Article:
New York artist Paul Chan will present an illustrated lecture on "Baghdad: Portrait of a City" at 4:30 p.m. Wednesday, March 12, in the Stewart Film Theater, 185 Nassau St.
Chan was in Baghdad this past December and January as a member of Voices in the Wilderness, a group that has been nominated for a Nobel Peace Prize and is working to end economic sanctions against the people of Iraq.
Chan will show photographs and talk about his work and experiences in Baghdad, offering a glimpse of the cultural and political life of Iraqi citizens. The event is sponsored by the Program in Visual Arts.
Millennium Development Goals and gender are focus of March 12 talk
Gender and the Millennium Development Goals" will be addressed in a lecture at 4:30 p.m. Wednesday, March 12, in 16 Robertson Hall.
The speaker will be Caren Grown, director of the Poverty Reduction and Economic Growth team at the International Center for Research on Women. The team seeks to improve knowledge, policies and programs to increase women's control over productive assets and to improve their income-earning opportunities and capabilities.
The Millennium Development Goals grew out of the agreements and resolutions of world conferences organized by the United Nations in the decade before the Millennium Summit in 2000. The eight goals have been commonly accepted as a framework for measuring development progress, and include promoting gender equality and empowering women.
The lecture is sponsored by the Woodrow Wilson School of Public and International Affairs, the Gender and Development Policy Network and the Research Program in Development Studies.
New Yorker critic to discuss future of films March 13
David Denby, film critic for The New Yorker, will discuss "Do Movies Have a Future?" at 8 p.m. Thursday, March 13, in McCosh 50.
He will address the nature of the American movie business and the role of the critic. He is expected to focus on how critics often are at odds with an industrial system that increasingly thinks of movies in terms of their commercial appeal and their possibilities for related products. He also will talk about digitization as the future for movies, both for good and for ill, and the chances of survival of minority cultural tastes (classical music, jazz, blues, documentaries, foreign films) in the digital future.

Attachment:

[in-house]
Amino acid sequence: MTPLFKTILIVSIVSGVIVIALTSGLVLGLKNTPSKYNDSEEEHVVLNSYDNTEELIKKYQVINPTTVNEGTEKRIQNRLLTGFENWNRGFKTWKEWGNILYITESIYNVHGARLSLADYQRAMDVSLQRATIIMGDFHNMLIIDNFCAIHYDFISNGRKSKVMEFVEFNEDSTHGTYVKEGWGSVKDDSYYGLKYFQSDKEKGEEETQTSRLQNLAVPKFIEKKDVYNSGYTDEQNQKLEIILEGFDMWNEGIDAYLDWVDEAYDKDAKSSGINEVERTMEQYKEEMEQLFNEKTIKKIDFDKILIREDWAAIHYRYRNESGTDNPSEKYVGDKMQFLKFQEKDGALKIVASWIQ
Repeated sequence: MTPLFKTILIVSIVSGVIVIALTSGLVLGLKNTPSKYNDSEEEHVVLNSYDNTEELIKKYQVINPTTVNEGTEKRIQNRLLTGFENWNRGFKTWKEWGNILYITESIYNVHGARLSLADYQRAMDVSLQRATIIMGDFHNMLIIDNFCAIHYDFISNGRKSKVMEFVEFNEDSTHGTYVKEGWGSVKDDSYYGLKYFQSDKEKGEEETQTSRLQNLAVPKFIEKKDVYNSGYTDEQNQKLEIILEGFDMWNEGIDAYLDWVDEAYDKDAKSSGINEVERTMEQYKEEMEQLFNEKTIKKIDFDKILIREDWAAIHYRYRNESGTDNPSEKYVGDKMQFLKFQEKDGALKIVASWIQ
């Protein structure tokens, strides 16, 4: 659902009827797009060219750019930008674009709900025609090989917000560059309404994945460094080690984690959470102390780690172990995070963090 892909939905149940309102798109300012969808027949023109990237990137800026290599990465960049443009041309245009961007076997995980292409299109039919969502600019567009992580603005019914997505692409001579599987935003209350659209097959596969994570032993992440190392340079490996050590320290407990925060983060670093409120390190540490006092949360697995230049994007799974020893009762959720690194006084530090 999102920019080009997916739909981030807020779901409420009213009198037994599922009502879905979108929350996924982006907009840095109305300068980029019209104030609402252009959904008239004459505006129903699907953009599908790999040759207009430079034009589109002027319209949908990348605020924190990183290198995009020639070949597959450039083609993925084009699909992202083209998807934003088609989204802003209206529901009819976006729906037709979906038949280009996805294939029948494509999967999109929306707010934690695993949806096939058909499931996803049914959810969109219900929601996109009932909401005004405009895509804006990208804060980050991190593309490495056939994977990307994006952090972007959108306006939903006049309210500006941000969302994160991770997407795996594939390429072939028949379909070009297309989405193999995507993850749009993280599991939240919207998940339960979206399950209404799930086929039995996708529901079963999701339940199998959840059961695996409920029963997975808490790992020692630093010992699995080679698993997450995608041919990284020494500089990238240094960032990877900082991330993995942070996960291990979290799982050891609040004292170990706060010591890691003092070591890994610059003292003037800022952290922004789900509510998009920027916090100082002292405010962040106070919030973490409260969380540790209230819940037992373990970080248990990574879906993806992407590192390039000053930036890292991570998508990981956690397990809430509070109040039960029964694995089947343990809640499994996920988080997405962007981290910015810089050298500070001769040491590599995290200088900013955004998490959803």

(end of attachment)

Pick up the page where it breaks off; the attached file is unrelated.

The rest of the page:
Denby's talk is designated as the J. Edward Farnum Lecture and is part of the University's Public Lectures Series. It will be Webcast; for viewing information, visit http://www.princeton.edu/webmedia
South Korea-China relations examined
South Korea and China: 10 Years Since the Normalization" is the topic of a talk to be presented at 4:30 p.m. Thursday, March 13, in 2 Robertson Hall.
Composers Colloquium series
Chung Jae Ho, associate professor of international relations at Seoul National University, will present the talk, which is part of a new Center of International Studies lecture series on "Korea and the Great Powers." The series was inaugurated this spring as part of a larger scholarly initiative focusing on East Asia.
Chung, who also is a 2002-03 fellow at the Center for Northeast Asian Policy Studies at the Brookings Institution, will address the extraordinary speed of political reconciliation and economic integration between South Korea and China. He will examine the strength of the ties between the two countries and how it is being tested in the current nuclear crisis with North Korea.
Composer, singer, director and choreographer Meredith Monk will discuss her work at 4:30 p.m. Thursday, March 13, in 106 Woolworth as part of the Department of Music's Composers Colloquium series. Monk, the creator of new opera, musical theater works, films and installations, is a pioneer in what is now called "extended vocal technique" and "interdisciplinary performance." She creates works that thrive at the intersection of music and movement, image and object and light and sound. For more information, contact Stefan Weisman at mailto:firstname.lastname@example.org
March 10, 2003
Vol. 92, No. 19
archives previous next
Architecture students get concrete lesson in how buildings are made
Study: High-density storage of nuclear waste increases risk
George talks bioethics with Chirac amid U.S.-French tensions
Seniors embark on service projects with funding from ReachOut 56
Visitors section added to home page
Grant supports scientific analysis of security issues
Staff members and supervisors encouraged to conduct 'informal conversations' by end of month
Calendar of events
By the numbers: Early endowment
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Editor: Ruth Stevens
Calendar editor: Carolyn Geller
Staff writers: Jennifer Greenstein Altmann, Steven Schultz
Contributing writers: Karin Dienst, Eric Quinones, Evelyn Tu
Photographer: Denise Applewhite
Design: Mahlon Lovett, Laurel Masten Cantor, Margaret Westergaard
Web edition: Mahlon Lovett